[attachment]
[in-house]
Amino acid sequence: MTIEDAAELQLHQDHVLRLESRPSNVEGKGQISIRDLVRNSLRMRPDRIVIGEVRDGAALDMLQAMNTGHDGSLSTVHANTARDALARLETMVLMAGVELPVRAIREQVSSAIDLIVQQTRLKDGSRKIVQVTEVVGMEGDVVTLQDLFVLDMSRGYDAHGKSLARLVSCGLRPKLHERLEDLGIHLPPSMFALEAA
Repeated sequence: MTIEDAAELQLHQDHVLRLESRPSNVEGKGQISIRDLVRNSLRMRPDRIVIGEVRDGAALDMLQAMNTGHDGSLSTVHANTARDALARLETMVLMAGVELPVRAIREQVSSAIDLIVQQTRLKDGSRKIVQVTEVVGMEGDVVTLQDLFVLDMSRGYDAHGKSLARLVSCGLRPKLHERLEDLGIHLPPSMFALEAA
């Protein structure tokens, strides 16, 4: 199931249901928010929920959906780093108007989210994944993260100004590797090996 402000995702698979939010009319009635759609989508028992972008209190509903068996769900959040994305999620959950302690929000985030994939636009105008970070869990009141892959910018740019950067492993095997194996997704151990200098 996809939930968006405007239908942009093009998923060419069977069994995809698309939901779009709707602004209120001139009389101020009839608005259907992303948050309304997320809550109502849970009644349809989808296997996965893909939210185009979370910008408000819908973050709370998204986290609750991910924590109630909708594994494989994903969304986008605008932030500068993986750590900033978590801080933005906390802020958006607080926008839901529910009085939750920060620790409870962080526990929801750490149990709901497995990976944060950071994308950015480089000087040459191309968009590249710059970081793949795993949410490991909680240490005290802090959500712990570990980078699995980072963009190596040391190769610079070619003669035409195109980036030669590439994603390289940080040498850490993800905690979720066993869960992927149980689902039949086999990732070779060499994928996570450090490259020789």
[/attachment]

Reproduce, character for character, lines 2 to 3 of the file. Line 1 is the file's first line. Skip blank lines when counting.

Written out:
Amino acid sequence: MTIEDAAELQLHQDHVLRLESRPSNVEGKGQISIRDLVRNSLRMRPDRIVIGEVRDGAALDMLQAMNTGHDGSLSTVHANTARDALARLETMVLMAGVELPVRAIREQVSSAIDLIVQQTRLKDGSRKIVQVTEVVGMEGDVVTLQDLFVLDMSRGYDAHGKSLARLVSCGLRPKLHERLEDLGIHLPPSMFALEAA
Repeated sequence: MTIEDAAELQLHQDHVLRLESRPSNVEGKGQISIRDLVRNSLRMRPDRIVIGEVRDGAALDMLQAMNTGHDGSLSTVHANTARDALARLETMVLMAGVELPVRAIREQVSSAIDLIVQQTRLKDGSRKIVQVTEVVGMEGDVVTLQDLFVLDMSRGYDAHGKSLARLVSCGLRPKLHERLEDLGIHLPPSMFALEAA